How do I get my music played on the radio? Do I really need my own website - can't I just use MySpace? How do I copyright and license my songs? The DIY Music Manual has the answers to these questions ... and more.Over the last couple of years, the face of independent music has changed completely. With the rise of websites such as MySpace and iTunes, digital radio stations, podcasts, band websites and online music stores, it has made music much easier to make, promote and distribute outside traditional channels. Whereas before it was a case of sending your band's demo tape to a record label and hoping for the best, now it's possible to cut out the middle man and make a success of your band without being signed. Clearly, concisely and with a dash of wit, The DIY Music Manual tells you exactly how to do that.
Jim Morrison's electrifying live performances, and appetite for sexual and psychedelic experience enflamed the spirit of a generation. In Jim Morrison, critically acclaimed journalist Stephen Davis brings together insights gleaned from dozens of original interviews, long-lost recordings, and Morrison's own unpublished journals to create a vivid portrait of a misunderstood genius. Each page brims with new details on every phase of Morrison's life, from his troubled youth in a strict military household, to his coming of age in the avant-garde scene of 1960s LA, his epic alcohol and drug binges, and sexual affairs.In a gripping final chapter, Davis synthesizes new evidence recently uncovered in Paris to resolve at last many of the mysteries surrounding Morrison's death, and reconstructs the final days and hours of America's greatest rock star. Compelling and harrowing, intimate and revelatory, Jim Morrison is the definitive biography of the rock god who defined the 1960s.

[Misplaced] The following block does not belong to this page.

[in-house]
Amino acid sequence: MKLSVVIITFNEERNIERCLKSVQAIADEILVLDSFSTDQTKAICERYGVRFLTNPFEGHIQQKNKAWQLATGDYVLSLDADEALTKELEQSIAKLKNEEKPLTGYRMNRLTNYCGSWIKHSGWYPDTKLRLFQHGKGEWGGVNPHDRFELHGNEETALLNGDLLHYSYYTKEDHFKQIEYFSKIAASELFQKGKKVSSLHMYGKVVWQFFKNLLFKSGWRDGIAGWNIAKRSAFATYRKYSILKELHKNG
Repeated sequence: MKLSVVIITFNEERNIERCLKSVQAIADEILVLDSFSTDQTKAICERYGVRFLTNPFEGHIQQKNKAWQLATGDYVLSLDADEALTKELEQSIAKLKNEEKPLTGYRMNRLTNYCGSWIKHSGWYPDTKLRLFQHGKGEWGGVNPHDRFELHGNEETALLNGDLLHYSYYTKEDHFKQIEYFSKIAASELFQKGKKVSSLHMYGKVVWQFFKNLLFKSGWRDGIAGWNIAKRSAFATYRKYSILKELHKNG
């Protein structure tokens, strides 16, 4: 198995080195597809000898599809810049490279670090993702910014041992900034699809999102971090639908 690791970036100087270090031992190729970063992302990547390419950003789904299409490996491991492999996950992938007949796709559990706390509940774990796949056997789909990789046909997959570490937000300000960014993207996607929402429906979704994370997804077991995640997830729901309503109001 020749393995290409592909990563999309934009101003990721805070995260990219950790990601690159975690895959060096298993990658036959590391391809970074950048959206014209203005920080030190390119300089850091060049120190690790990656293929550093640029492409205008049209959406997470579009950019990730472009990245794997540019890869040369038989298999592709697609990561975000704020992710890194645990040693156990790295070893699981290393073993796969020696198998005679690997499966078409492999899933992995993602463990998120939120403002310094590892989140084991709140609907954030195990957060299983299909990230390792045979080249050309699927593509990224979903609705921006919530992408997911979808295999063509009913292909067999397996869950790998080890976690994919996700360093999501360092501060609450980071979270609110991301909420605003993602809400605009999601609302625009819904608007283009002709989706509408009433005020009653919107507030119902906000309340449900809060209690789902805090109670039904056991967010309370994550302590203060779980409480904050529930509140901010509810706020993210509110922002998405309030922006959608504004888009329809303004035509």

You probably know Simon Napier-Bell as the manager of the Yardbirds. Or you may know him as the man who managed Marc Bolan, or Japan. You should definitely know him as the man who managed Wham! And if none of these rings a bell, maybe you'll remember him as the man who co-wrote 'You Don't Have To Say You Love Me' for Dusty Springfield. You Don't Have To Say You Love Me is one of the funniest books you will read and equally provoking. From his revelation that the entire music industry was motivated by sex, to an embarrassing come-on from a suicidal Brian Epstein, it's all shocking stuff. But when you're on the run from the German police with Marc Bolan, brothel-hopping with Keith Moon and generally living the life of Riley at the music industry's expense, it would be a shame not to share those amazing experiences with the rest of the world, wouldn't it? Of all the great pop-music books written, it is worth savouring You Don't Have To Say You Love Me for its brilliant sideways insight into one of the most exciting cultural periods Britain has ever seen.